There's nothing like the scent of warm bread on the ocean . . .
India launched the first of its new Project 17 frigates the other day, a so-called 'stealth warship' that shows just how serious the country is about 21st century warfare.
Stealth is a bit of an exaggeration; while the design reduces the ship's radar profile, it's obviously still going to be visible, as you can tell by the view above. Still, the ship is on par with contemporary designs from all of the world's first class navies, including the U.S. . . . and more importantly as far as India is concerned, China.
But the thing that caught my eye about the news stories - extolling the virtues of the vessel, at least one reporter saw fit to comment on what he considered a first-class innovation - electric bread machines.
Just like mama used to make . . .
Another Fisher bit, too far over the top. Fish is in a high-tech restroom, which has ideas of its own.
It was just too much, especially where it was in the book. I still kinda like it, tho:
The men’s room was to the right. As he pushed open the door, the lights flickered on inside. The white and black tiles, arranged in diner fashion, glistened in the glow of the harsh fluorescents above. The scent of freshly fermented Lysol filled the air, supplied by an automatic mist machine in the top corner near the door.
Fisher stepped over to the urinals. He was almost ready to believe that he had found diner nirvana when the unit next to him flushed. The one behind him answered. Within moments, toilets were flushing everywhere. Fisher zipped up and headed for the sink area, bending over his coffee cup to protect it from the spray. As he reached for the automatic soap dispenser, the faucet began gushing water. Its partner answered. So did the soap dispenser. Steam began rising as water faucets went into action up and down the line. Paper zipped from the dispensers. With no surface safe from spray or suds, Fisher had no place to put the coffee down safely. Finally, he used his head – literally. He balanced the cup on his scalp, ran his hands into the gurgle, and made his escape, wet but e coli free.
You know how they set up express lanes in supermarkets by the number of items you want to buy? And how there's always one statistician in the store who has an overflowing cart but insists that his purchases are actually below the limit because of the statistical mean?
It would be a hell of a lot easier and fairer for all concerned to replace those aisles with ones that ban carts, bags and baskets. If you can carry it to the register, you can buy it.
There'd be entertainment value as well.
From a recent royalty statement:
Copies sold: 0
Amount received: $34.71 Your share . . . $8.46
If I don't sell more books at this rate, I'll be able to retire around 2232.
* -Actually, it has to do with an electronic sale, the terms of which really sucked, but it looks good on paper.
One of the goals of the Helios rewrite is to take some of the sophomoric humor out, backing off the tone a bit. This means losing some of the smaller moments that were inserted for comedy. It's the old less is more idea: taking out a few will make the others seem stronger. At the same time, the lead character's serious side gets more focus.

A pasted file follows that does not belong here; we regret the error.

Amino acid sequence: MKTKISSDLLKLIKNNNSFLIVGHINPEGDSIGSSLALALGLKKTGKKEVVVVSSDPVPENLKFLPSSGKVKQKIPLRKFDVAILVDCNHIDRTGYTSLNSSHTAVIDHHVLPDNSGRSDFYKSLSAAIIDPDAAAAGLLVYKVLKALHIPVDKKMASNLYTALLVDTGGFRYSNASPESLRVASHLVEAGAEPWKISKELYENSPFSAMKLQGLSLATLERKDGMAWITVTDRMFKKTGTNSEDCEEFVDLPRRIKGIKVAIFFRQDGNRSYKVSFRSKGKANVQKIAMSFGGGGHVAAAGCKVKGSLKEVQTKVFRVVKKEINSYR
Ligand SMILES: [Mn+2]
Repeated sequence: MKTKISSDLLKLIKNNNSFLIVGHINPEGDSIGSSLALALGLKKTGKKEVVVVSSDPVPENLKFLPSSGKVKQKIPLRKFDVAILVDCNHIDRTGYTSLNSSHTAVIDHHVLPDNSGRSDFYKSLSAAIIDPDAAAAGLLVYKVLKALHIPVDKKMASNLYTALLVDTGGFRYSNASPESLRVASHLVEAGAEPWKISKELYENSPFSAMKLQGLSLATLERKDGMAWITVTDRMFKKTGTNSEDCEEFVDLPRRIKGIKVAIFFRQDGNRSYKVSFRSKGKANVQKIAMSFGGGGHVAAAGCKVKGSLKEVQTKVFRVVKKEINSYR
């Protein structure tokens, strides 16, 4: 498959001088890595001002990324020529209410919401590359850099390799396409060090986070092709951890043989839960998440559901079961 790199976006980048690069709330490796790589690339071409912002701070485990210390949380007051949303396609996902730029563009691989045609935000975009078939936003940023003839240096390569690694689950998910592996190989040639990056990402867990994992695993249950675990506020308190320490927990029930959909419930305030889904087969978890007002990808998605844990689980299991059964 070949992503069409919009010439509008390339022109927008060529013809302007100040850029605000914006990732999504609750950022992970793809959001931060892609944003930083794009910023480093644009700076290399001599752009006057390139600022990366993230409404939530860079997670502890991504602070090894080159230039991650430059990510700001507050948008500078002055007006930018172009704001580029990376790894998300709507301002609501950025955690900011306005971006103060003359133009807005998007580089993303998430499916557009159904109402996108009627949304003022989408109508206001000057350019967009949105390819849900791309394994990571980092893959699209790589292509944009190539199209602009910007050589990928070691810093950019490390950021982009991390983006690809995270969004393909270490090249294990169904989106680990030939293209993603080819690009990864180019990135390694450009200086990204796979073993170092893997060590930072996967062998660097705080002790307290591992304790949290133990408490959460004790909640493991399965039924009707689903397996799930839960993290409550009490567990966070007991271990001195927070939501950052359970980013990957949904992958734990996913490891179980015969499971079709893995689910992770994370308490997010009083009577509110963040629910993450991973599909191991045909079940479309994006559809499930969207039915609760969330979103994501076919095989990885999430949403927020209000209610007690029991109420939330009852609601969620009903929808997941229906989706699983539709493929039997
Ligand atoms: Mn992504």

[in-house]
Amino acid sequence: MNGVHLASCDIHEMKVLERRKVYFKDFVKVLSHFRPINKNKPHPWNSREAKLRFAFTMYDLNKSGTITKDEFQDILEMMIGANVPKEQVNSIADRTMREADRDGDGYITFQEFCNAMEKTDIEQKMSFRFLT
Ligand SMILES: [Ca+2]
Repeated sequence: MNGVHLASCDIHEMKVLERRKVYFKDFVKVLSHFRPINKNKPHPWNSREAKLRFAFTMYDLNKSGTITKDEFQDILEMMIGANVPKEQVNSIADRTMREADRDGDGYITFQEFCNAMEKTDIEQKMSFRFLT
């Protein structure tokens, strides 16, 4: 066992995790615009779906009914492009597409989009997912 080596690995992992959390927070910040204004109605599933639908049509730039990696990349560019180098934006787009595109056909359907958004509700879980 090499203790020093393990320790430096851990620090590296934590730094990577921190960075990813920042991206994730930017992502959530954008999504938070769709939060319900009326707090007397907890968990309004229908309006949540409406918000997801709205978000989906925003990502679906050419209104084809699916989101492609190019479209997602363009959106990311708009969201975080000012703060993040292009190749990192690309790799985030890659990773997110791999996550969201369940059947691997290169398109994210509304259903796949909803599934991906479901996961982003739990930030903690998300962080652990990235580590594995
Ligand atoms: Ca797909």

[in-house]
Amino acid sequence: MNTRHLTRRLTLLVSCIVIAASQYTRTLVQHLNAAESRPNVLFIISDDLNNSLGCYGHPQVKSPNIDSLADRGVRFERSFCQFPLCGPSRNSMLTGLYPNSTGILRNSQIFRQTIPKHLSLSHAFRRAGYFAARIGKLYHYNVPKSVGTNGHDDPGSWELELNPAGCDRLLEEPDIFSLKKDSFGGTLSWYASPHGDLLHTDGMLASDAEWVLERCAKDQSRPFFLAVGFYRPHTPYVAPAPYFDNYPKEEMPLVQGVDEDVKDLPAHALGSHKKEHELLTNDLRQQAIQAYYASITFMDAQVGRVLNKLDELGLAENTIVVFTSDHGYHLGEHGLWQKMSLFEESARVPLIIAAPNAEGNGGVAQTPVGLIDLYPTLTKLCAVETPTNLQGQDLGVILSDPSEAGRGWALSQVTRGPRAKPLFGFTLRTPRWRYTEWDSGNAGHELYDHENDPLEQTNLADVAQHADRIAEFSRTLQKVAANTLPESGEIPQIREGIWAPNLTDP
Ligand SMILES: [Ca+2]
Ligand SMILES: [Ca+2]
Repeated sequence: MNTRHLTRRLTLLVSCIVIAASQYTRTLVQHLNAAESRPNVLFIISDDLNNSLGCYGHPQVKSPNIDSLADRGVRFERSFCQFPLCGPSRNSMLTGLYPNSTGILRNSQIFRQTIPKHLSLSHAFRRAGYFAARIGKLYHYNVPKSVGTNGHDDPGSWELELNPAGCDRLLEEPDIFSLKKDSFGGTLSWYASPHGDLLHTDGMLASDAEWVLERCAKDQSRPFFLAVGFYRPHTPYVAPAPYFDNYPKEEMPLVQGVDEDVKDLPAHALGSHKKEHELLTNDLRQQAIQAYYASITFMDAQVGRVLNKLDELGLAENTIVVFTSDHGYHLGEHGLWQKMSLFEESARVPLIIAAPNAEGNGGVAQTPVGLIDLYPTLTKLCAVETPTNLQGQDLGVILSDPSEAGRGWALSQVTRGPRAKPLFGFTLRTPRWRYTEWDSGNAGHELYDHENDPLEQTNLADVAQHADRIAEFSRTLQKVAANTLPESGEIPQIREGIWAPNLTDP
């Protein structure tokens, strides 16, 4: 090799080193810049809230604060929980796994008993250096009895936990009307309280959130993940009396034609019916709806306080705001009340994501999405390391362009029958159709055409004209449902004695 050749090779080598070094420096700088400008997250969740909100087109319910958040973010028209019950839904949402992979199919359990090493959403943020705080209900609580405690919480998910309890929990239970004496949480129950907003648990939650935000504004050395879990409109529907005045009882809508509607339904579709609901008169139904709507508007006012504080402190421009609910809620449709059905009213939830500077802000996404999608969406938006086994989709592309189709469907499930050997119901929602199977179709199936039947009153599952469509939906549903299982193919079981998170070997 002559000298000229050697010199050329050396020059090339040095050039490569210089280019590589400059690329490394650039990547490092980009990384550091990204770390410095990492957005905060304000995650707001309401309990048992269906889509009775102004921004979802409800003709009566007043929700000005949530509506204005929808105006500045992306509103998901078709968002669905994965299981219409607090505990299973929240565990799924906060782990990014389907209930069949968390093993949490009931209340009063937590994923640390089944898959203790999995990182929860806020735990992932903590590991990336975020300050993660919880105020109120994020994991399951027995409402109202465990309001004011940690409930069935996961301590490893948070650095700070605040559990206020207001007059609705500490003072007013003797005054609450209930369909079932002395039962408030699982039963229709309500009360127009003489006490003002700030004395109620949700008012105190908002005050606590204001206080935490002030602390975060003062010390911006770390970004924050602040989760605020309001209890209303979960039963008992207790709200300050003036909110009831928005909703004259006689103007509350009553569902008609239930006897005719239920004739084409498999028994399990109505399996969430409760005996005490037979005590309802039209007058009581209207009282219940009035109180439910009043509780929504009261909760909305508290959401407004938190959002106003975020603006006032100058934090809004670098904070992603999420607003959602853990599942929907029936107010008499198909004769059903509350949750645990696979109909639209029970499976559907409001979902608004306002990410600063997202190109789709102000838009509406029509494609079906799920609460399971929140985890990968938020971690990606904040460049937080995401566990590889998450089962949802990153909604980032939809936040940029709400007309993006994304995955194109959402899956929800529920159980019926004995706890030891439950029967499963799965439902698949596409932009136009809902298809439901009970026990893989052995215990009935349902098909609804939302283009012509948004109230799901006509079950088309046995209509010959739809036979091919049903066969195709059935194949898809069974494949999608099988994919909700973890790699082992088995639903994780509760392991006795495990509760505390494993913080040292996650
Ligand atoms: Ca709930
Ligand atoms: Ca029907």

Diners are a big theme in Fisher books (and part of a planned promotion), but a lot of the over the top stuff happens in them. Like this scene, which got hit by the delete button yesterday:
Fisher spotted the waitress approaching.
“I hate to interrupt you in the middle of empire building,” he told Festoon. “But I have to get going.”
“Fisher, wait –”
Whatever else Festoon was going to say was lost as Fisher slammed the phone closed.
“What’s it gonna be, hon?” asked the waitress.
“Coffee. And the double-decker banana creme pie.”
“Whipped cream on the side?”
She started to leave, then turned back. “You don’t want cinnamon or anything like that on it, do you?”
“Cinnamon? There are laws against that.”
“Just checking,” said the woman, with obvious relief. “We get a lot of city folk in here.”
Hypersonic glide bombs . . . coming soon to a war near you.
Not bad for an aircraft that was supposedly underpowered* . . .
(Tomcats were retired in favor of the newer versions of the F/A-18... you hit your thirties and things start breaking down :-) )
* The early rap on the aircraft. It sure seemed plenty quick to me.
So we're at the game and wondering where Mike's Arthur Avenue Deli has gone, and Jay-Roam whips out his iPhone.
"I have a legion of loyal followers," he says, citing the insane number of people who have signed up to follow him on Twitter. "I'll ask. Someone will know."
Not a peep, or rather a Tweet, in response.
Maybe everyone's baffled. Or maybe no one who Tweets likes Italian food . . .
Speaking of Fish . . . who actually hates to be called that . . .
In a lot of ways, Helios has been one of my hardest books to write in a long time. Part of the problem I've had is that its lead character, Andy Fisher, started his life as a minor character in other works. While he's grown exponentially, a lot of his personality remains stuck back in his original incarnations.
One of the interesting - and sometimes frustrating - aspects of writing the novel has been learning how much those original incarnations can handicap you. What I originally saw as assets are now deficits. Funny eccentricities become boring and annoying when we spend a lot of time with someone.
Heh. Where have I heard that before?
One of the values of an editor is to subtly or serendipitously lead you to a new model for the character, a mental image that can help in the necessary imagining of the work. There's no formula to this; that's why real editing is an art.
Why the guru is the guru, I suppose.
Hey Xxxx [editor],
It's always somewhat amusing to listen to non-novelists try to figure out the writing process.
This story in Slate about Agatha Christie is pretty funny. Her process makes absolute sense to me, but I'm sure it's baffling when you come at it from the outside.